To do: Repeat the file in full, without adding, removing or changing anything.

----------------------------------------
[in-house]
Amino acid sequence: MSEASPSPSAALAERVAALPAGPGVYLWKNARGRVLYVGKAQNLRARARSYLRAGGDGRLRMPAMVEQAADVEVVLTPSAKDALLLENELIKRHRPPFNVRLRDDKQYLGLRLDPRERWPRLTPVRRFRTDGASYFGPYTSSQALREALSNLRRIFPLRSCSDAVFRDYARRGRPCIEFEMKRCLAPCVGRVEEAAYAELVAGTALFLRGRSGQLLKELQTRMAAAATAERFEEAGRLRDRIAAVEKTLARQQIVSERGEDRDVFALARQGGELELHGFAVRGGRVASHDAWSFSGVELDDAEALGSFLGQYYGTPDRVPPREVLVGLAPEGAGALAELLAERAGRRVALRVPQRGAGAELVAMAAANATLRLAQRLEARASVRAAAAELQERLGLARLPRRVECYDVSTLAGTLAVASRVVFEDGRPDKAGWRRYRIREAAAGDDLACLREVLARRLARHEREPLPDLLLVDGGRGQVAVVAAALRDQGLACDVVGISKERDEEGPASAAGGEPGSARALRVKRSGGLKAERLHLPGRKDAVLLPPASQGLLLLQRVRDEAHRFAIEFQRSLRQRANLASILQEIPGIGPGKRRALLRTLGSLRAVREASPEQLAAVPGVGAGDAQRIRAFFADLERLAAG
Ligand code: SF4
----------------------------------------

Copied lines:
[in-house]
Amino acid sequence: MSEASPSPSAALAERVAALPAGPGVYLWKNARGRVLYVGKAQNLRARARSYLRAGGDGRLRMPAMVEQAADVEVVLTPSAKDALLLENELIKRHRPPFNVRLRDDKQYLGLRLDPRERWPRLTPVRRFRTDGASYFGPYTSSQALREALSNLRRIFPLRSCSDAVFRDYARRGRPCIEFEMKRCLAPCVGRVEEAAYAELVAGTALFLRGRSGQLLKELQTRMAAAATAERFEEAGRLRDRIAAVEKTLARQQIVSERGEDRDVFALARQGGELELHGFAVRGGRVASHDAWSFSGVELDDAEALGSFLGQYYGTPDRVPPREVLVGLAPEGAGALAELLAERAGRRVALRVPQRGAGAELVAMAAANATLRLAQRLEARASVRAAAAELQERLGLARLPRRVECYDVSTLAGTLAVASRVVFEDGRPDKAGWRRYRIREAAAGDDLACLREVLARRLARHEREPLPDLLLVDGGRGQVAVVAAALRDQGLACDVVGISKERDEEGPASAAGGEPGSARALRVKRSGGLKAERLHLPGRKDAVLLPPASQGLLLLQRVRDEAHRFAIEFQRSLRQRANLASILQEIPGIGPGKRRALLRTLGSLRAVREASPEQLAAVPGVGAGDAQRIRAFFADLERLAAG
Ligand code: SF4